There is some limited debate on this question, including over whether we should prefer an anthropocentric (human-centred) definition to an across-species definition of the sexes. Kathleen Stock considers both kinds of definition in her book Material Girls. The “chromosome account” is human-specific, and takes males to possess a Y-chromosome and females to possess only X chromosomes. (The standard configuration is XY for males and XX for females, but the chromosome account as stated can accommodate alternative intersex variations). The “gamete account” applies across much of the human, animal, and plant world. It defines males as those who have gone some way down the developmental pathway to producing small, mobile gametes (sperm), and females as those who have gone some way down the developmental pathway to producing large, immobile gametes (eggs).

In my essay collection Sex Matters, I endorsed the gamete definition in the following form: “I take… female to be the sex that, all going well, produces large immobile gametes (ova/eggs).” I explained the phrase “all going well,” as meaning “something like, bracketing certain issues like endometriosis that can create problems for typical reproductive functioning.” Referring to the developmental pathway is more precise, though, because it makes clear that this is a biological definition. It makes sense of why someone can still be female even if they do not in fact produce ova/eggs, without allowing that someone can be female because “all going well” they would have been born the opposite sex—which I take to be an incoherent claim on the grounds that had their parents had a child of a different sex, that would have been a different child. (This is an implication of the philosopher Derek Parfit’s conception of the person, presented in his 1984 book Reasons and Persons).

Is this definition essentialist? Absolutely! An essentialist definition is just a definition that offers a single necessary and sufficient condition for being some thing. Both the chromosome definition and the gamete definition do that.

An early alternative to essentialist definitions, in philosophy, was the property cluster or “family resemblance” definition. Where an essentialist definition of woman says this is what it means to be a woman, property cluster definitions say this, or this, or this, or any combination of these, are what it means to be a woman. No disjunct is necessary, so essentialism is avoided: there are many ways to be a woman. Handshakes all around.

It’s not that essentialist definitions or family resemblance definitions are better per se. Rather, it’s that either one might offer a better definition of the thing we’re interested in. A family resemblance definition is good if you’re trying to say what a game is (some games have something in common with other games, but there doesn’t seem to be one thing that all games have in common), while an essentialist definition is good if you’re trying to say what gold is.

Categories and Essential Properties

Natalie Stoljar, in the paper mentioned earlier, made the important point that we can give an essentialist definition of a category without that entailing that each member of the category has their membership as an essential property.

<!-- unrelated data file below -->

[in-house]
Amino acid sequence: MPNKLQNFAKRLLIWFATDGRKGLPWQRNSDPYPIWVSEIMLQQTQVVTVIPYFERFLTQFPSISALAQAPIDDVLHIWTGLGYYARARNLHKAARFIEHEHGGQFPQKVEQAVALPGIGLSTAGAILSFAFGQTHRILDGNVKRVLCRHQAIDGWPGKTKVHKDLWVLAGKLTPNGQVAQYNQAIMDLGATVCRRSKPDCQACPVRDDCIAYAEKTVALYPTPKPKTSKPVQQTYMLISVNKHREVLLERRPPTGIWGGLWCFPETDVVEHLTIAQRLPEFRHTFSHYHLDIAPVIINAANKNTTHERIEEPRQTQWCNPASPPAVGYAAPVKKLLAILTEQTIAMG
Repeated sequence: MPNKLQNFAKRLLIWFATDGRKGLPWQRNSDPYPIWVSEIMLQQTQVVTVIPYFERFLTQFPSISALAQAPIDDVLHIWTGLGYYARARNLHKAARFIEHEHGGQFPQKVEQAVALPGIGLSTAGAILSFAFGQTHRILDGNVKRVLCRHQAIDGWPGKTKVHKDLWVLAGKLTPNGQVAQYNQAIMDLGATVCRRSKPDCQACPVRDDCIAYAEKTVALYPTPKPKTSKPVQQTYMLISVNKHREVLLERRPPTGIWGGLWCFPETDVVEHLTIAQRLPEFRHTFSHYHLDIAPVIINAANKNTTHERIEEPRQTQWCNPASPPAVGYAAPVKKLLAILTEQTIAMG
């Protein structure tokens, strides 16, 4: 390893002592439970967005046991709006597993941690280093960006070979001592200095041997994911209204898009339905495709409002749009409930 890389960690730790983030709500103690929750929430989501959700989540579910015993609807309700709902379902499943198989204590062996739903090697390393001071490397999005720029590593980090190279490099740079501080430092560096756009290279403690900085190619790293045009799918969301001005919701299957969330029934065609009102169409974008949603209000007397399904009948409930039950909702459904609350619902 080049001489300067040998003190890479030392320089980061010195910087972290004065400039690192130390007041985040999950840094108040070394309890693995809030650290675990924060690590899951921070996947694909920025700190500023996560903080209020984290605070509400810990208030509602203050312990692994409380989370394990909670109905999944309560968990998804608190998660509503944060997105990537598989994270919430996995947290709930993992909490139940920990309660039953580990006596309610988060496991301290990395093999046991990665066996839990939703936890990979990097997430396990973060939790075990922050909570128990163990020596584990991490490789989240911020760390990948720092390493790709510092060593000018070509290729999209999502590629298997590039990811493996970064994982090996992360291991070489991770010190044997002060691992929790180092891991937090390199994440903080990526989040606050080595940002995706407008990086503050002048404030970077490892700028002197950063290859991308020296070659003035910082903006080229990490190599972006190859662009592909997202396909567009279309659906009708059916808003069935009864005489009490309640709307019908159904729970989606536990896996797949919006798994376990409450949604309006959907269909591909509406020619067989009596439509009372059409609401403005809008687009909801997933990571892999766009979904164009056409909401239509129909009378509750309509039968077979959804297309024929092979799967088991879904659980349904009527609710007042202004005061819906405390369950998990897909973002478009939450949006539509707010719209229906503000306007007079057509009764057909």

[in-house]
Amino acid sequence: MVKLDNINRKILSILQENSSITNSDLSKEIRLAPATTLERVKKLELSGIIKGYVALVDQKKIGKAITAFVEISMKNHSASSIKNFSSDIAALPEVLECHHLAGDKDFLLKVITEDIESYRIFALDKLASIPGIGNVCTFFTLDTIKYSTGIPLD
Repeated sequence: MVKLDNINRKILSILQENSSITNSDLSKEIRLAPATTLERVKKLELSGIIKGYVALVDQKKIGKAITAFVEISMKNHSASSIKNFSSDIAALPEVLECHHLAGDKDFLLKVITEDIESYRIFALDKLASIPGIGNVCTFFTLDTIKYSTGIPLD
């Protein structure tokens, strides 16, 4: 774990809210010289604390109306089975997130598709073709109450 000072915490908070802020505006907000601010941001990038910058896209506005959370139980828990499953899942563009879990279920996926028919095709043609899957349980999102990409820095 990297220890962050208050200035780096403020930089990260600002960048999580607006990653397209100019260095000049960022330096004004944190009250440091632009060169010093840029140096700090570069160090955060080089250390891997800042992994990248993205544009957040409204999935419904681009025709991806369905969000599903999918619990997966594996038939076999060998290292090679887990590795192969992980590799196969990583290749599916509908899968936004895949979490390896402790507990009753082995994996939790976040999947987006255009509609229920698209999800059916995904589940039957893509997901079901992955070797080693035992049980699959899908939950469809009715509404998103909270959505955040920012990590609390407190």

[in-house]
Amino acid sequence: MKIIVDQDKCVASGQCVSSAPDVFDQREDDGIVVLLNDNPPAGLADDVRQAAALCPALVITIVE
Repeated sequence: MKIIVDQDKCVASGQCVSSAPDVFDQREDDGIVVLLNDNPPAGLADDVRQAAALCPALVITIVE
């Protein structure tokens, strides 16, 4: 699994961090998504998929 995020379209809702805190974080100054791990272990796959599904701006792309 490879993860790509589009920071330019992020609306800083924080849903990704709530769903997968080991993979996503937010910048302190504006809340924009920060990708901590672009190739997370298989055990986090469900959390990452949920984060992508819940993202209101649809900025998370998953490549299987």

Set women aside for the minute, and consider the following silly example of this point. Suppose there is a simple organism that takes the form of a loop, and which can transform its shape at will. (Think of it like a glowstick with ends that can be connected and which you can bend into any shape). Suppose some of the loops transform themselves into triangles, some into stars, and some take a circular form. It may be an essential property of the category ‘triangles’ that they have three straight sides, of the category ‘stars’ that they have five outer points and straight sides of the same length, and of the category ‘circles’ that they have a single continuous curve that is at any point the same distance from the centre. But none of the hypothetical loop organisms is itself a triangle, a star, or a circle essentially (precisely because, as stipulated, they can change their shape at will).

Applying this distinction means that we could in principle give an essentialist definition of “woman” as a social category without thinking that any woman is essentially a woman. But gender-critical feminists do not offer social category or social role definitions of woman. We are not woman abolitionists. Rather, we want to eliminate the social content attached to the concept “woman,” reducing it to the bare minimum, which we think is femaleness. Because sex is an essential property of persons, being a member of the category woman will entail being essentially female, and being essentially female will entail being a member of the category woman. Because this essentialist definition is so minimal, it helps us to avoid the mistake of confusing contingent features of women with what women really are. For example, to someone who proposes that women are natural carers, the gender-critical feminist can respond that while some, even many, women might be caring, any female person is a woman whether she is caring or not. Sex-linked social constraints and limitations are easily shed by this definition.

Why might biological essentialism—“sex essentialism” about the category woman—be bad?